The Exploration Of The Black Woman's Truth: Linking Slavery, Stereotypes, And The Media

ASU Author/Contributor (non-ASU co-authors, if there are any, appear on document)
Jaelyn Felder (Creator)
Appalachian State University (ASU )
Web Site:
Newly Paul

Abstract: In American culture, black women have often been categorized in stereotypical ways as the hypersexualized jezebel, the subservient mammy, or the angry black woman. The purpose of this study is to explore how these stereotypes are an integral part of our culture and how the influence of the media affects the black woman’s universal image. The main questions this study asks are 1) What are the origins of these stereotypes? 2) How are these stereotypes shown in the media? and 3) How do these stereotypes affect the black woman’s image in society? The study defines media as television sitcoms and dramas, and the sample for analysis is made up of seven shows dating back from the 1950’s to the present day. Preliminary results show that the stereotypes that were used throughout history to represent black women are still subtly represented in our media. The results of this study are noteworthy because they will provide a link between stereotypes of black women created as a result of slavery and the stereotypes seen in the media today. The study will also offer a solution by proposing an example of an alternate television show that defies such racial stereotypes.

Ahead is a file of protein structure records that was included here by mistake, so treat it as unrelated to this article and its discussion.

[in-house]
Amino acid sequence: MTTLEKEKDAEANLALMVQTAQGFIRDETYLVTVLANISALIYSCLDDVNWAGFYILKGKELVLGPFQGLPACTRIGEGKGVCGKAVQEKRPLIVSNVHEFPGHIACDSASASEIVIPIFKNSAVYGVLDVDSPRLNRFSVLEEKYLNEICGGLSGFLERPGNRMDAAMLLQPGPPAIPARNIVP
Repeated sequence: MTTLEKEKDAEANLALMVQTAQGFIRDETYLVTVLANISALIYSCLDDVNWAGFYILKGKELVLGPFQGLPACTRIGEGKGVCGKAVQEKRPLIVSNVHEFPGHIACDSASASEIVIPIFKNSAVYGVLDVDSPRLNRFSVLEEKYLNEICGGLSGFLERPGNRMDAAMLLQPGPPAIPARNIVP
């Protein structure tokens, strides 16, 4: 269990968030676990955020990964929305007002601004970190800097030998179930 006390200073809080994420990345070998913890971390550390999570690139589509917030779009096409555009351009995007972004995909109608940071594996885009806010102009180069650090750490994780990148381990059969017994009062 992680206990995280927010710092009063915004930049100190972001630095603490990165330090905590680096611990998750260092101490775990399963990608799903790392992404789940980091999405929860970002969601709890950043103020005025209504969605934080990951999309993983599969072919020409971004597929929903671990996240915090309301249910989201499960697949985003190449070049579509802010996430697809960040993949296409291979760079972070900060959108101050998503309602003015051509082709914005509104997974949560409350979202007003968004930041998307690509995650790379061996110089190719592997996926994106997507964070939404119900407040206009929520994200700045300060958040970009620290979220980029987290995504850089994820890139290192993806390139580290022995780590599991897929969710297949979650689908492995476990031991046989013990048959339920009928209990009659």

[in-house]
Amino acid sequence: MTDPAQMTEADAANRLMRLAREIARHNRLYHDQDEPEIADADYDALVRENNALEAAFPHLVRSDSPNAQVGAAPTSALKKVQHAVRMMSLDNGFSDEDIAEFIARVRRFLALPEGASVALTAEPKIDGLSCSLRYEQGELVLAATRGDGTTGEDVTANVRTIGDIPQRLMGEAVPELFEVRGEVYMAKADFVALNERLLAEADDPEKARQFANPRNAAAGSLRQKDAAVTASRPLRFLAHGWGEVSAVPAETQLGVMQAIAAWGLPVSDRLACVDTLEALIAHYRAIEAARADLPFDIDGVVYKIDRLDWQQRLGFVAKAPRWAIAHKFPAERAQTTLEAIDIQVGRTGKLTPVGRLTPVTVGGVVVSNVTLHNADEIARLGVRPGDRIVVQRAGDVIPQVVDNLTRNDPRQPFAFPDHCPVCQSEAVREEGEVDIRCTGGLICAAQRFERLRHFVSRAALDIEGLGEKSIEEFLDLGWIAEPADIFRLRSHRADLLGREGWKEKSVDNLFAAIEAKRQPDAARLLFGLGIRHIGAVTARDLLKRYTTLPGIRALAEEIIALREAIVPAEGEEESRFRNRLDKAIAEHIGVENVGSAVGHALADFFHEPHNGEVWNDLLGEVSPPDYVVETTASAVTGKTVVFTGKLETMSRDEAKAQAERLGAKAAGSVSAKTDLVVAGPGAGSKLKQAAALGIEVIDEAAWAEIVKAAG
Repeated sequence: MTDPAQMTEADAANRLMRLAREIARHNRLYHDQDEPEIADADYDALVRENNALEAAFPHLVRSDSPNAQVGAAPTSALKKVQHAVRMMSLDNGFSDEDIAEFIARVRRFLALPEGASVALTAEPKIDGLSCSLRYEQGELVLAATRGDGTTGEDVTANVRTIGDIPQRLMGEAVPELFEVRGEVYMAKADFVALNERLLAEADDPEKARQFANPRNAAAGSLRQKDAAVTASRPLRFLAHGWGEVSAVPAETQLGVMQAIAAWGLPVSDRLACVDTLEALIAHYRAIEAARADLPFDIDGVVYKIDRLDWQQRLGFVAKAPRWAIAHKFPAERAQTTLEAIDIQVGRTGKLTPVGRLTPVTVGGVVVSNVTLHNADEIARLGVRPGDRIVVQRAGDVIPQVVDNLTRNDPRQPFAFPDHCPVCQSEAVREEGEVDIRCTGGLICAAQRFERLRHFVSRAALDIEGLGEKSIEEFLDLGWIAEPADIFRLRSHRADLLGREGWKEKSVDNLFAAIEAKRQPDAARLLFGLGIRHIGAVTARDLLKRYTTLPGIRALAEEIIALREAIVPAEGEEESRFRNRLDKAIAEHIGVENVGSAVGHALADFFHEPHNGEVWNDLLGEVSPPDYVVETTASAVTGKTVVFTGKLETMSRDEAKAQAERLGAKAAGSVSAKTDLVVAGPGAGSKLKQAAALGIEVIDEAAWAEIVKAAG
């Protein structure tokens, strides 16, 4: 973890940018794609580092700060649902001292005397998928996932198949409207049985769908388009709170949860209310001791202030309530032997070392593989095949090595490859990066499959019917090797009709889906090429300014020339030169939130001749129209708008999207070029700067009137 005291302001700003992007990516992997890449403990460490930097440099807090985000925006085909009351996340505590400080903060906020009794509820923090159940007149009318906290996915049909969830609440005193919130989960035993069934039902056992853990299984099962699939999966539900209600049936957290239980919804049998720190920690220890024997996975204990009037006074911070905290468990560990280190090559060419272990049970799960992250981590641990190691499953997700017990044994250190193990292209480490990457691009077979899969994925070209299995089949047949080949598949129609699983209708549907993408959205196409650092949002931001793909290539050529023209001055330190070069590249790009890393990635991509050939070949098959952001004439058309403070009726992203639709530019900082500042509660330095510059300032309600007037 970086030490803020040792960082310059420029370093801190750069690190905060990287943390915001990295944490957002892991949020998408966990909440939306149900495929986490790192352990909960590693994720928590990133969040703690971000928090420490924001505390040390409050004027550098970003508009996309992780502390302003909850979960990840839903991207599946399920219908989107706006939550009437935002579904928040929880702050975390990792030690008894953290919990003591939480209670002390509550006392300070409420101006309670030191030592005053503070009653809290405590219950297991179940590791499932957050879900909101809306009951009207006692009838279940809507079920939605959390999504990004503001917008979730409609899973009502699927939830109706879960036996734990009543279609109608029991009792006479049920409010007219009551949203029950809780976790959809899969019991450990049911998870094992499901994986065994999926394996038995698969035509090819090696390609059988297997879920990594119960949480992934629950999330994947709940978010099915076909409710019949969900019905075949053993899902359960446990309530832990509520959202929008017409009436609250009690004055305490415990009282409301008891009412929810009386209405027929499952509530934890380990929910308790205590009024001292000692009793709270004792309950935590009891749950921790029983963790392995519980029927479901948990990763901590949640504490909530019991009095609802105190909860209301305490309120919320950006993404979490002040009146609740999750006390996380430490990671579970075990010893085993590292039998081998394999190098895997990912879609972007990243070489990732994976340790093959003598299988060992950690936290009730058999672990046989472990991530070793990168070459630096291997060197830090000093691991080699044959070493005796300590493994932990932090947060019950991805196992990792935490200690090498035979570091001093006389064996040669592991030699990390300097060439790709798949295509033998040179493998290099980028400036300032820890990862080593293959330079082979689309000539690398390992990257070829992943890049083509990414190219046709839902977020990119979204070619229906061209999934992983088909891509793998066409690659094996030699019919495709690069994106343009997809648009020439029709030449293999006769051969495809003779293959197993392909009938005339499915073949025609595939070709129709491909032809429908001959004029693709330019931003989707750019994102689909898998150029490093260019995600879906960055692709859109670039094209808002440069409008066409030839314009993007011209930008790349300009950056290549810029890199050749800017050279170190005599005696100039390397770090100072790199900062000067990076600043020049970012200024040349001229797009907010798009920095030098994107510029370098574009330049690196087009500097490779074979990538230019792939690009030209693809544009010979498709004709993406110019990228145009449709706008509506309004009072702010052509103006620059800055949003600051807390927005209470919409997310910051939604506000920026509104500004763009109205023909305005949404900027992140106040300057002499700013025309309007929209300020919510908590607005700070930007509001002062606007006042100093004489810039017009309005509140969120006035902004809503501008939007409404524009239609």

Additional Information

Honors Project
Felder, J. (2018). "The Exploration Of The Black Woman's Truth: Linking Slavery, Stereotypes, And The Media." Unpublished Honors Thesis. Appalachian State University, Boone, NC.
Language: English
Date: 2018
black women, black women in the media, black women and stereotypes, slavery and stereotypes

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